Second, educators and students writ large have gained significant experience with online learning over the past year. Many districts have invested heavily in new technology, to both strengthen online curriculum and make platforms more accessible for all students, and professional development has been provided to help educators better engage students in the online classroom environment.
Finally, it’s possible that the student population that attend this new generation of post-pandemic virtual schools may differ from those traditionally served by virtual schools in important ways. Given the universal exposure to remote options this past year, new remote schools could serve a diverse group of students and families who have found remote schooling to better fit their needs, including allowing students to have part-time jobs, taking care of family members, or avoiding the distractions, disruptions, or bullying that can come along with learning in person. If this is the case, we could potentially see vastly different results for virtual schools than years past.
Yet given the dismal results of virtual schools prior to the pandemic, we should view the continuation of distance education with skepticism. Moving forward, states and districts must diligently monitor the results of post-COVID distance learning. Any academic or opportunity to learn (attendance, access to advance course work, student to teacher ratio, etc.) data should be reported separately for virtual students and disaggregated by student subgroups to ensure students are not systematically being held to lower standards and receiving inequitable access to resources.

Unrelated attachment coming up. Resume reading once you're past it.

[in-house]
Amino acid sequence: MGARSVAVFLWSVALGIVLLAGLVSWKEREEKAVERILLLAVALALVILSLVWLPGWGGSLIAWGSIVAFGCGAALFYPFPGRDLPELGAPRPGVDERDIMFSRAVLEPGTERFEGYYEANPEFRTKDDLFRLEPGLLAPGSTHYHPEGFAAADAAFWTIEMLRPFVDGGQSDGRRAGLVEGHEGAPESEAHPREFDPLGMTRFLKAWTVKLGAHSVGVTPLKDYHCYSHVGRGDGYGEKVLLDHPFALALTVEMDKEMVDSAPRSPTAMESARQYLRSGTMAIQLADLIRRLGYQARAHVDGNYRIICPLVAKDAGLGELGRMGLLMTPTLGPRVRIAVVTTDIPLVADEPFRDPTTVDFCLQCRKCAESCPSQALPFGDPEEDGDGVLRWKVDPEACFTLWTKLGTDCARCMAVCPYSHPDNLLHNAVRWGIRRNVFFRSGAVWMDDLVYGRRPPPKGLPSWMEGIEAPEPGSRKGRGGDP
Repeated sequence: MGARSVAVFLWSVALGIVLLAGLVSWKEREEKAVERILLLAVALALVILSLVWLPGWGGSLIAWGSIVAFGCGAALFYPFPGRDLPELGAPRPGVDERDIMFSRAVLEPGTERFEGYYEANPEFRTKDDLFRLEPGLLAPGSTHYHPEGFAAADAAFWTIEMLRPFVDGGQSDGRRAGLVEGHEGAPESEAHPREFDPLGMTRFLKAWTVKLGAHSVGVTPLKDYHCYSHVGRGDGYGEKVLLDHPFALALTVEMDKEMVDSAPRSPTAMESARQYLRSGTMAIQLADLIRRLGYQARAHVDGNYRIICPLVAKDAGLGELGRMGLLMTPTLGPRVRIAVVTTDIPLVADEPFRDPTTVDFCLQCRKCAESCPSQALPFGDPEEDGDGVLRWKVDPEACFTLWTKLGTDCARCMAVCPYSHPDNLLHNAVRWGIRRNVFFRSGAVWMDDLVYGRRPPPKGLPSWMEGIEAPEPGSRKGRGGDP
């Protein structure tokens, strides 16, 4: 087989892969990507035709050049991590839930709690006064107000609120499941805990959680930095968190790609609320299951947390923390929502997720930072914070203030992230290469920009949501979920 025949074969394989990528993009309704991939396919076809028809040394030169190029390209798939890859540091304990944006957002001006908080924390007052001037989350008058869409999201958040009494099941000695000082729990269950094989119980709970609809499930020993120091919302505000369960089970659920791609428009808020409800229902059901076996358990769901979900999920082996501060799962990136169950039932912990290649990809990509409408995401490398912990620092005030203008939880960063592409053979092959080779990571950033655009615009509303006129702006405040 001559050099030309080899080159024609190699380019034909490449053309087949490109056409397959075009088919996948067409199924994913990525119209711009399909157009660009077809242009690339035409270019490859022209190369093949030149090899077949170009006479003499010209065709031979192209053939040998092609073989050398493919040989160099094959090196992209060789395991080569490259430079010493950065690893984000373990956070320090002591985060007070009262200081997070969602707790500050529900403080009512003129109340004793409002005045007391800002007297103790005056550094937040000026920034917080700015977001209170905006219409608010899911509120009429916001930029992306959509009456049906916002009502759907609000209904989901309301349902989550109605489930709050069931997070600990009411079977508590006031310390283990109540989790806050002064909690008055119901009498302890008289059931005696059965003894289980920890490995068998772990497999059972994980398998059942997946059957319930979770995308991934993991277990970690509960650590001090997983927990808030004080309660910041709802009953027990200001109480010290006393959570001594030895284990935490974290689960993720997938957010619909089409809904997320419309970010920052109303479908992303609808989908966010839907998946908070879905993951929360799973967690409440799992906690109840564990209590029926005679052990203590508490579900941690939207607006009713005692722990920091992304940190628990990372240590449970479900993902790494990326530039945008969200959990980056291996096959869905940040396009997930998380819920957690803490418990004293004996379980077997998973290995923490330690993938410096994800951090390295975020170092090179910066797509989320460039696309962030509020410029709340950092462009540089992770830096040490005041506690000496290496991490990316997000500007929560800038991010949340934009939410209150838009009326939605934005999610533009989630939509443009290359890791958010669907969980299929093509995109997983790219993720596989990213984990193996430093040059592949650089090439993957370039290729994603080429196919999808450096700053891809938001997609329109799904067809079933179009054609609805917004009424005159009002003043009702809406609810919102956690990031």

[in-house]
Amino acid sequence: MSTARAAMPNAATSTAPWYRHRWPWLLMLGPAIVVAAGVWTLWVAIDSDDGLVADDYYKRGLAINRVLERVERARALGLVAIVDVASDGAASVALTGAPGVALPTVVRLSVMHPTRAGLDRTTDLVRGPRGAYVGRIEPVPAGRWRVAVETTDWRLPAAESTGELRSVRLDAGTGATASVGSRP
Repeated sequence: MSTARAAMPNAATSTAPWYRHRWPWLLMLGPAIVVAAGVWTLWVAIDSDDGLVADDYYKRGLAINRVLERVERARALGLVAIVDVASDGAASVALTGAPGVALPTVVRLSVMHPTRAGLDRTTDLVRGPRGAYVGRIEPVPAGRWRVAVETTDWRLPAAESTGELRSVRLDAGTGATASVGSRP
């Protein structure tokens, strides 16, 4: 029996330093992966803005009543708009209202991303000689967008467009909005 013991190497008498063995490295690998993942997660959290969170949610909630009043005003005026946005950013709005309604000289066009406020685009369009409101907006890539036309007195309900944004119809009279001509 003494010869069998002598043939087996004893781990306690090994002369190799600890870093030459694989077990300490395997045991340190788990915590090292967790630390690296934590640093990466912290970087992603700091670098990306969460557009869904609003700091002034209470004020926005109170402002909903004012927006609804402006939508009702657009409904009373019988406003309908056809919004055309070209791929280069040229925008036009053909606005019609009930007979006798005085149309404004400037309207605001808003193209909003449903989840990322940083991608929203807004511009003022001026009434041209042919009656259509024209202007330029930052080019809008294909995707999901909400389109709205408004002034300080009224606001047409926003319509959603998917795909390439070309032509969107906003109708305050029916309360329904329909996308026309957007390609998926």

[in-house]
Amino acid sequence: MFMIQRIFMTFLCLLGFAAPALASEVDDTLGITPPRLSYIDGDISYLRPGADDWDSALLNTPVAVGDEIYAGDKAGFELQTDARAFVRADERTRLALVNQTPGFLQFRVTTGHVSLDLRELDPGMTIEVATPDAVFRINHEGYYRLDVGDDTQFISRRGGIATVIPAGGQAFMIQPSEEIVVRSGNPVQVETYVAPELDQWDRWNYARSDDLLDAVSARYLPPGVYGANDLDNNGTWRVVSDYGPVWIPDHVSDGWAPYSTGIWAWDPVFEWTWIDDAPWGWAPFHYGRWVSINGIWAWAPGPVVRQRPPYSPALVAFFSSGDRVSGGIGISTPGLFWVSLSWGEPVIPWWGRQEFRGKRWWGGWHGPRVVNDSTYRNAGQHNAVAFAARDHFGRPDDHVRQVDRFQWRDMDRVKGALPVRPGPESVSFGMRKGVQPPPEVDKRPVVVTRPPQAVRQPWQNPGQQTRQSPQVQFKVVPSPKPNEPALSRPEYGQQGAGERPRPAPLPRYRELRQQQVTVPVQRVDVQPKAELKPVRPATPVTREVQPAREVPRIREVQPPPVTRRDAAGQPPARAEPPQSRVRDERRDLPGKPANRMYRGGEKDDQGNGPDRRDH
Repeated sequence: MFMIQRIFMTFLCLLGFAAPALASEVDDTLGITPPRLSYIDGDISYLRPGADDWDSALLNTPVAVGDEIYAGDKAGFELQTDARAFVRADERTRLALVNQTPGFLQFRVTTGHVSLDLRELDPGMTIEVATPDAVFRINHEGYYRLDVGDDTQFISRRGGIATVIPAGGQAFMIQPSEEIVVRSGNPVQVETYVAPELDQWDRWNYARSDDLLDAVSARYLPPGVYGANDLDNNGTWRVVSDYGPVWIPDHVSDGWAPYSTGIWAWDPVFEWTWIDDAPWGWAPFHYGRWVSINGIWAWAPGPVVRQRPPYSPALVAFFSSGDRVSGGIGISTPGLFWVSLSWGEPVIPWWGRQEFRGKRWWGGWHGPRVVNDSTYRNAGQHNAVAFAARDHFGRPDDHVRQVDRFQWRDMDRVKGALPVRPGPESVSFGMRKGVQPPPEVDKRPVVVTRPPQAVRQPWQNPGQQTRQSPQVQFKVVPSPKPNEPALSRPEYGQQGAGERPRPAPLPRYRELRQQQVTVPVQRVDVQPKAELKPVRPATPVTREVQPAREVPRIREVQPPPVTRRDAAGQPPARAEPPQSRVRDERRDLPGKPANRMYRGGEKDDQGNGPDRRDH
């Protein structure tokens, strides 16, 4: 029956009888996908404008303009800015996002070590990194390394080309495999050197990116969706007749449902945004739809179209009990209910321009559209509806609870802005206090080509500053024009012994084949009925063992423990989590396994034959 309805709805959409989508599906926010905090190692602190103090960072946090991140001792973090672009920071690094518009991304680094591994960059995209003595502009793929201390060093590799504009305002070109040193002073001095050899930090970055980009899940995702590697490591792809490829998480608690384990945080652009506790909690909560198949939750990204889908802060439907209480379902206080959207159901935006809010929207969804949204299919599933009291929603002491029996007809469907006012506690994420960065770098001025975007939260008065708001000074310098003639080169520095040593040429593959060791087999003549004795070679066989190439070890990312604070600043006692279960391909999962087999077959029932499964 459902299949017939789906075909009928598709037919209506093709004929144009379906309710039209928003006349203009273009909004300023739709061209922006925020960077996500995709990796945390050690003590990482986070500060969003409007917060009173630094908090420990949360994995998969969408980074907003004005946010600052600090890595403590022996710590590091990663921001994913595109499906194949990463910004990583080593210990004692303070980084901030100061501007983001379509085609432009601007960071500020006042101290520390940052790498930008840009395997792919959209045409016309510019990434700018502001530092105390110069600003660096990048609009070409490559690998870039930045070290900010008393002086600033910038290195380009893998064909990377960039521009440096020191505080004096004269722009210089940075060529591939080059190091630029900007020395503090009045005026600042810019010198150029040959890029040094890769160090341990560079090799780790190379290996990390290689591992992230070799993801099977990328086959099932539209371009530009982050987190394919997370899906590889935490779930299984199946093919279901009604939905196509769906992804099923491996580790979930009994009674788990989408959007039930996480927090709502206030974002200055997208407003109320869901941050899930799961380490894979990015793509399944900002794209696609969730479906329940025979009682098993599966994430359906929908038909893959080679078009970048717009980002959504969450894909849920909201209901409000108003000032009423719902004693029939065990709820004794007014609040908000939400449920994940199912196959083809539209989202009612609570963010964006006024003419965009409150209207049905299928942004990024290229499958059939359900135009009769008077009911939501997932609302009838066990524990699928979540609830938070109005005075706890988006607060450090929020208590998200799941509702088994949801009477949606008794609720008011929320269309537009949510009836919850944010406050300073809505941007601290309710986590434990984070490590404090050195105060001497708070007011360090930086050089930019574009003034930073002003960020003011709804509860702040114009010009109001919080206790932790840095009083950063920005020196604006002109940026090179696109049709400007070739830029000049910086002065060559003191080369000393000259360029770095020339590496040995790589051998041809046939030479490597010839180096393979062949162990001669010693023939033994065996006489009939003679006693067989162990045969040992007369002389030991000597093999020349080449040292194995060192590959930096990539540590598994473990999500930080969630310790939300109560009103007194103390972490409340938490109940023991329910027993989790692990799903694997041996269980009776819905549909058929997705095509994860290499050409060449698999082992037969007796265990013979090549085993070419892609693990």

And we need to identify the characteristics of successful online programs to inform best practices and spur continuous improvement. Current research examining the instructional models, curricula, and types of student supports within virtual schools is limited, so a better understanding of how students are engaging with educators and instructional content—in conjunction with strong academic data—will be key for ensuring students have access to high-quality, rigorous instruction. To aid in this process, states and districts should be monitoring new and different types of data than those used to measure access to opportunity to learn in traditional classrooms, including the amount of synchronous instruction (live interaction between students and teachers) occurring each week, how long students are engaging with digital content, and work completion.
We must continue working to improve remote learning, but we should also hold virtual schools accountable and not hesitate to pull the plug if they fail to produce strong results. After more than a year of disrupted learning, our students—even those who opt into virtual schools—cannot afford any more missed opportunities to learn.
Nicholas Munyan-Penney is the Senior Policy Analyst for K-12 Policy at Education Reform Now, where he writes on a range of topics including resource equity, standards and accountability, public school choice, and teacher preparation. Prior to ERN, Nicholas worked as a high school English Language Arts teacher in New Hampshire, in both charter and traditional public schools.